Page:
Sugar Substitutes

What are the best sugar substituttes?

Spend some time and find a natural sugar substitutes for use in your daily diet.

Since artificial sweeteners aren’t good for us and refined sugars can be hard on our pancreas and lead to insulin resistance and high fructose corn syrup is implicated in a number of health issues, what can we do?

Are there any sweeteners that are truly natural, that don’t cause insulin spikes, that don’t contribute to us becoming overweight or obese, that don’t disrupt our endocrine system and that still taste sweet and are commercially available?

Yes, there are several good sugar substitutes. Four of the more well known are discussed below.


Stevia is a tropical plant in the sunflower family, widely found in South and Central America, particularly in Paraguay.

It is grown for its sweet leaves and its extracts are about 300 times sweeter than table sugar. At high concentrations, it often has a bitter taste or even a licorice-like aftertaste.

Stevia has several characteristics that have contributed to its popularity as a low-carbohydrate, low-sugar substitutes. As a bonus, research indicates that it has possible benefits for combating obesity and high blood pressure since it has little effect on blood glucose.

It was late coming to market due to political controversies and was actually banned in the U.S. in the early 1990s unless it was labeled as a supplement.

One would have thought Stevia was some kind of illegal drug instead of a good, natural sugar substitute. It was subject to search and seizure, trade complaints from manufacturers of artificial sweeteners who didn’t want more competition, and even had embargoes on its importation.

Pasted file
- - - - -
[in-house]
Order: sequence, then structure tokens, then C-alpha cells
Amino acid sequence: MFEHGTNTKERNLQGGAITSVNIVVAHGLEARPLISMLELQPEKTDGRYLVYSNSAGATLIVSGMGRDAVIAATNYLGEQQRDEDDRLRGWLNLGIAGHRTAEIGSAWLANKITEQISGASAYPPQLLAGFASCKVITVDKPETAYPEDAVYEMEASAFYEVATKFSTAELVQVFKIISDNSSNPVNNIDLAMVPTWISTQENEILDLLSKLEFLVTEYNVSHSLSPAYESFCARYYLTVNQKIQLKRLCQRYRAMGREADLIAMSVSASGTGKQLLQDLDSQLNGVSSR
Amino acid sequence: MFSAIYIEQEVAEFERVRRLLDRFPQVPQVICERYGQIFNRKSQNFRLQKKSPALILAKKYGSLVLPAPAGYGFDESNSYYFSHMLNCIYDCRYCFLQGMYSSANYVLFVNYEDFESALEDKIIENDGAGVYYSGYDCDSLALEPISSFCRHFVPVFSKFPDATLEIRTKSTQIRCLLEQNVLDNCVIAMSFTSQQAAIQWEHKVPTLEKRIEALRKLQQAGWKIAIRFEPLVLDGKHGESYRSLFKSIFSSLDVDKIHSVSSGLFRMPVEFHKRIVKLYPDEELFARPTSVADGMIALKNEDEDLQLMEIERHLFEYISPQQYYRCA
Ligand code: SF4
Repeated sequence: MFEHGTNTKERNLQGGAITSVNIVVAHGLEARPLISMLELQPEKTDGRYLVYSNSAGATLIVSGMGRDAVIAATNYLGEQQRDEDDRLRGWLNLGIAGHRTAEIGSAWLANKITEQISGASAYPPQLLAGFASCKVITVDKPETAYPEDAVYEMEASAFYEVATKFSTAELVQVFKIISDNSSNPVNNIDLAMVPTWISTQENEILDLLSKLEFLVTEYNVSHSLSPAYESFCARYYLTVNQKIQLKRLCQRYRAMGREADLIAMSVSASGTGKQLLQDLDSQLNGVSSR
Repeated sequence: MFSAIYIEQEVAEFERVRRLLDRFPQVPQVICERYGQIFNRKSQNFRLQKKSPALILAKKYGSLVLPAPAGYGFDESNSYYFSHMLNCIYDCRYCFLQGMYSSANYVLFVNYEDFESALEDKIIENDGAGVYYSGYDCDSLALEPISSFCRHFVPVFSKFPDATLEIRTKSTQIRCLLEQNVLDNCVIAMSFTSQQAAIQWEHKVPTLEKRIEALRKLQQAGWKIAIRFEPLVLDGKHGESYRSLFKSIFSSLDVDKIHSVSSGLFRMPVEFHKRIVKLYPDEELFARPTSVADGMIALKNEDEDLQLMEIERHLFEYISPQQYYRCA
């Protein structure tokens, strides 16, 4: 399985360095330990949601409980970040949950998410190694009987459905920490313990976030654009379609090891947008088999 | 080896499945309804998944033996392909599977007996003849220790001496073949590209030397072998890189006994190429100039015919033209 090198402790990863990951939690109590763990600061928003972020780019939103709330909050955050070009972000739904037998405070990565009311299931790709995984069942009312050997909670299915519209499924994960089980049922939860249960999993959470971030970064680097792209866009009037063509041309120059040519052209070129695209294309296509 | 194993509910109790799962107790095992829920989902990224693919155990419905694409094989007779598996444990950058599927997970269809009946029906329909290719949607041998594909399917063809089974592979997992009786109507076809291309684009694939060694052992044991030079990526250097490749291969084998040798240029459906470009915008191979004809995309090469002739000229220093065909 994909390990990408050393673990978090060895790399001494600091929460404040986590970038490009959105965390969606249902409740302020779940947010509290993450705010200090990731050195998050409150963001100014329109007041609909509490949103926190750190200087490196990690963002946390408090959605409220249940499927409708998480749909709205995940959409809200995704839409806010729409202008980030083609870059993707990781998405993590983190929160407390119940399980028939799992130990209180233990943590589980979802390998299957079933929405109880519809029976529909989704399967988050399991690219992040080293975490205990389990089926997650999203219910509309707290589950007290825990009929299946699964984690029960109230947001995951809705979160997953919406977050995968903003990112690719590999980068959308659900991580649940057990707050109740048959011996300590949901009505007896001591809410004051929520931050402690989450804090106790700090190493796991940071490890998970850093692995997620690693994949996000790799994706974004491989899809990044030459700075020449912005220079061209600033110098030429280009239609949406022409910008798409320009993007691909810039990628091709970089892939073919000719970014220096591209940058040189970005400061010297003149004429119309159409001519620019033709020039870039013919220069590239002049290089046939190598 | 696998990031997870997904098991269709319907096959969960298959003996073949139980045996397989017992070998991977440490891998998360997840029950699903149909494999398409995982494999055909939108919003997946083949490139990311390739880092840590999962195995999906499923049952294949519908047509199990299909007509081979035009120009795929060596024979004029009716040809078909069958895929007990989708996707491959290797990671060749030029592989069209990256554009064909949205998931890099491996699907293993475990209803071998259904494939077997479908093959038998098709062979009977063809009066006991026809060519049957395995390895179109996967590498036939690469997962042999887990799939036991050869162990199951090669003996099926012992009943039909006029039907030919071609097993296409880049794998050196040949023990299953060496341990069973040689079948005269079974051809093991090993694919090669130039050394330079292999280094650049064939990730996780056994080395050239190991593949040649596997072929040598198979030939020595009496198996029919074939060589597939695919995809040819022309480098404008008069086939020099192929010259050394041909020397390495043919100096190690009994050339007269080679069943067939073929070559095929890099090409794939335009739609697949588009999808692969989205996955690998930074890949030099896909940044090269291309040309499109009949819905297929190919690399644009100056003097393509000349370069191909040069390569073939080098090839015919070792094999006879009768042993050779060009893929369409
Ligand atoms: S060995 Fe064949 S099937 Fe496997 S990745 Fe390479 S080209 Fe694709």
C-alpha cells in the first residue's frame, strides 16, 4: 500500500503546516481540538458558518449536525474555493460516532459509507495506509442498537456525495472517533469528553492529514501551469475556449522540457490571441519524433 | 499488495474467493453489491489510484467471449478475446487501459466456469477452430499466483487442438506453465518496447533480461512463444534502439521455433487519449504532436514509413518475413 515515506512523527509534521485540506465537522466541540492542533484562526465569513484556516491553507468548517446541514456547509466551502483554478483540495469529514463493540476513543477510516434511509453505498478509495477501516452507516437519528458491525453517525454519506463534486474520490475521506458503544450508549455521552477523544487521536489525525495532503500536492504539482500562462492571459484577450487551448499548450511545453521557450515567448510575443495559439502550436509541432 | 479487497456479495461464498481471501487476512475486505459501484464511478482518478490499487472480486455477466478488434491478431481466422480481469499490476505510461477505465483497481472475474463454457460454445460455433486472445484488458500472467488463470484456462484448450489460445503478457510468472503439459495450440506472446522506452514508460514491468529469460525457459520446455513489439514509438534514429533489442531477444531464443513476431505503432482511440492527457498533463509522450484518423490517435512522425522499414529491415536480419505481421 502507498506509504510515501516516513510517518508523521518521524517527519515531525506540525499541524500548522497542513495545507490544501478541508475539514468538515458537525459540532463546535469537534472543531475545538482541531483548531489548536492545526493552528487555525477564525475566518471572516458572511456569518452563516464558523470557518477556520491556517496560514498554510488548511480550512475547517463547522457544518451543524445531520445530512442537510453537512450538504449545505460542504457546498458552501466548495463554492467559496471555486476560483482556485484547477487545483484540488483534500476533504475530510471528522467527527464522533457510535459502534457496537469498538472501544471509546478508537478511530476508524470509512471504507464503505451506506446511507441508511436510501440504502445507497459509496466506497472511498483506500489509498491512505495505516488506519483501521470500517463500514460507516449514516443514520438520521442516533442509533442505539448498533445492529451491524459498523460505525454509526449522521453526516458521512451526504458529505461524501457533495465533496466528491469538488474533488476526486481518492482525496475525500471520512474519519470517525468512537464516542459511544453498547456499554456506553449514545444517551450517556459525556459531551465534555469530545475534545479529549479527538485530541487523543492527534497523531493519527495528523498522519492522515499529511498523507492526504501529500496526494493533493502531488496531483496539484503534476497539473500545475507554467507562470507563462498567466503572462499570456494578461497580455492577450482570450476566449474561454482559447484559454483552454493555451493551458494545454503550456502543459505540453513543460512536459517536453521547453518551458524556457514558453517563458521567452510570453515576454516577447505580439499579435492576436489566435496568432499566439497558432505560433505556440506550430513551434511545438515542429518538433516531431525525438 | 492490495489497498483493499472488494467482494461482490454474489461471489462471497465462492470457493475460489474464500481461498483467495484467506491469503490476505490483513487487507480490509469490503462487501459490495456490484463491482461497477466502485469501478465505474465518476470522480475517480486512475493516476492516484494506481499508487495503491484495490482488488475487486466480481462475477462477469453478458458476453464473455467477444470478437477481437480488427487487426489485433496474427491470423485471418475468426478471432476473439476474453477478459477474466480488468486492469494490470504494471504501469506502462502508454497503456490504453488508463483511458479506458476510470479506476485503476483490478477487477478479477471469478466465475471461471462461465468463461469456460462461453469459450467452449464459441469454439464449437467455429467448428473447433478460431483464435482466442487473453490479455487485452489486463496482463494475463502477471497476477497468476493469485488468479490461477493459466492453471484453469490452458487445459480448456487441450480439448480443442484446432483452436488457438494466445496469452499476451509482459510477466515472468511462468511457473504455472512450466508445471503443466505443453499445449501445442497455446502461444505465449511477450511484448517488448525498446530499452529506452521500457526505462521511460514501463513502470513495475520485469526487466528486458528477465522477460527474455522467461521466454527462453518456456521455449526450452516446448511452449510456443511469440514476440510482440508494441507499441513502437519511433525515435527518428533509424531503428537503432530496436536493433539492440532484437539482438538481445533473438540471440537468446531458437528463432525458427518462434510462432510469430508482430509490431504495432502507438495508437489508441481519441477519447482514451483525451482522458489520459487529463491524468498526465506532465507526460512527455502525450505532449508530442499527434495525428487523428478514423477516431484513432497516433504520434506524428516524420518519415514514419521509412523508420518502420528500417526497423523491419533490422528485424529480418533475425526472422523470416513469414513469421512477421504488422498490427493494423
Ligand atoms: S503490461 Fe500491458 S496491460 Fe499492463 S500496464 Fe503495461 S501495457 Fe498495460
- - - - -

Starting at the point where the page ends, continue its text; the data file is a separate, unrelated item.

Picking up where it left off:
Finally in 2008, the FDA got religion, saw the light and approved it as a sweetener and it is now widely found on store shelves.


Trehalose presents itself as “the sugar everyone would use if only they knew”. Anyone who has used it will most likely agree that it is one of the best refined sugar substitutes.

Trehalose is a very strange sugar with an interesting history. Way back in 1832, it was first discovered as a fungal disease afflicting rye. A few years later it was isolated from a substance called trehala manna, made by weevils, and since it was a sugar, it was given the name “trehalose”.

It can be synthesized by fungi, plants, and invertebrate animals and gives them the ability to withstand prolonged periods of desication from drought or heat.

It has high water retention capabilities and is thought to take a gel form as cells dehydrate, which prevents disruption of internal cell structures, called organelles, by holding them in position.

Rehydration then allows normal cellular activity to be resumed without the damage that would normally follow a dehydration/rehydration cycle. If that isn’t enough, trehalose is also an antioxidant.

Extracting trehalose used to be a difficult and costly process, but, recently, the Hayashibara company in Japan developed an inexpensive extraction technology from starch for mass production.

Specifically, they use enzymes-based processes to convert wheat and corn syrups to trehalose. Finally, someone found a good use for corn syrup.

In both the U.S. trehalose is classified as “generally regarded as safe” or GRAS by the FDA. As such it has found commercial acceptance as a food ingredient and in food processing.

Its use as a sugar substitute includes a variety of processed foods, western and Japanese candies, bread, vegetables side dishes, animal-derived deli foods, pouch-packed foods, frozen foods, and beverages, as well as foods for lunches, eating out, or prepared at home.

Trehalose Health Benefits and Characteristics

Such wide usage derives from its many and varied properties such as:
• a mild, sweet flavor
• preservative properties